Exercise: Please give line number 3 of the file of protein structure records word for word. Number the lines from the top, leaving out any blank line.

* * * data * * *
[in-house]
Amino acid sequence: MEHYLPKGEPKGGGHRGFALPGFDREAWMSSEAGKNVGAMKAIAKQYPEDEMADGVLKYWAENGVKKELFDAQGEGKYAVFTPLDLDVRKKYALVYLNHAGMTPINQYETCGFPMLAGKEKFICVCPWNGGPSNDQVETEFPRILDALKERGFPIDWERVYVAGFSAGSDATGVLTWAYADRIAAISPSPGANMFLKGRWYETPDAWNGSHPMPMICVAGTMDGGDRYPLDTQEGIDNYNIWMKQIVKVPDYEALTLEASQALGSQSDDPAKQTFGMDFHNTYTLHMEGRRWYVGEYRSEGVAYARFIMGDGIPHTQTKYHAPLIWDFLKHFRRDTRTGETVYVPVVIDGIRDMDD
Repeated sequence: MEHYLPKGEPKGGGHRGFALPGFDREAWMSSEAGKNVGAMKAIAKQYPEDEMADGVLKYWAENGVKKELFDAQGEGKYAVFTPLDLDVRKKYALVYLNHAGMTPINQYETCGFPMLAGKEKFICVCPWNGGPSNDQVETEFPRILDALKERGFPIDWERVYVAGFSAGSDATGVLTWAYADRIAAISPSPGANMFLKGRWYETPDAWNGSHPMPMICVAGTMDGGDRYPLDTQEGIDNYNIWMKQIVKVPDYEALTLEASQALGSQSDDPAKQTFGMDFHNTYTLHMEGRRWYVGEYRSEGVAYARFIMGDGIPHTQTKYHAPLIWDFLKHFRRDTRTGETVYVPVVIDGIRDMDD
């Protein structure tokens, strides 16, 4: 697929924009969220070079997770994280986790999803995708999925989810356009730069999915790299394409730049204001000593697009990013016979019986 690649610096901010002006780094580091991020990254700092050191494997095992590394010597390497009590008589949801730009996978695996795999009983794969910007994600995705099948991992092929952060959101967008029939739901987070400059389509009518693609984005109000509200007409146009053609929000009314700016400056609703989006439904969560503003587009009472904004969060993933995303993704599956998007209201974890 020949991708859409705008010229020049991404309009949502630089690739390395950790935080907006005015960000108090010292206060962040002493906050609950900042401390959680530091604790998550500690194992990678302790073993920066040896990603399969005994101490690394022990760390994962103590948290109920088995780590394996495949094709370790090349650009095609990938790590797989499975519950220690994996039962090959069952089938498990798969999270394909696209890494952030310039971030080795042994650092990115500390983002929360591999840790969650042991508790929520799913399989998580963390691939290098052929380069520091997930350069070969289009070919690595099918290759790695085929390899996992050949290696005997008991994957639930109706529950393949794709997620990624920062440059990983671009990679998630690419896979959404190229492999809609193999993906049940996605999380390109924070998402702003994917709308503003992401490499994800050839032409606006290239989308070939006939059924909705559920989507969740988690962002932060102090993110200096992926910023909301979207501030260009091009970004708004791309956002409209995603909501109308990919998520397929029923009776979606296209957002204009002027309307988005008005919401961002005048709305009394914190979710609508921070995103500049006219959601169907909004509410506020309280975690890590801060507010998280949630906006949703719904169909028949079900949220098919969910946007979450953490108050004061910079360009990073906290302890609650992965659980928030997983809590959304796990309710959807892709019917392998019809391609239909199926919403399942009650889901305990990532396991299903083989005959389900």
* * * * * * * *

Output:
Repeated sequence: MEHYLPKGEPKGGGHRGFALPGFDREAWMSSEAGKNVGAMKAIAKQYPEDEMADGVLKYWAENGVKKELFDAQGEGKYAVFTPLDLDVRKKYALVYLNHAGMTPINQYETCGFPMLAGKEKFICVCPWNGGPSNDQVETEFPRILDALKERGFPIDWERVYVAGFSAGSDATGVLTWAYADRIAAISPSPGANMFLKGRWYETPDAWNGSHPMPMICVAGTMDGGDRYPLDTQEGIDNYNIWMKQIVKVPDYEALTLEASQALGSQSDDPAKQTFGMDFHNTYTLHMEGRRWYVGEYRSEGVAYARFIMGDGIPHTQTKYHAPLIWDFLKHFRRDTRTGETVYVPVVIDGIRDMDD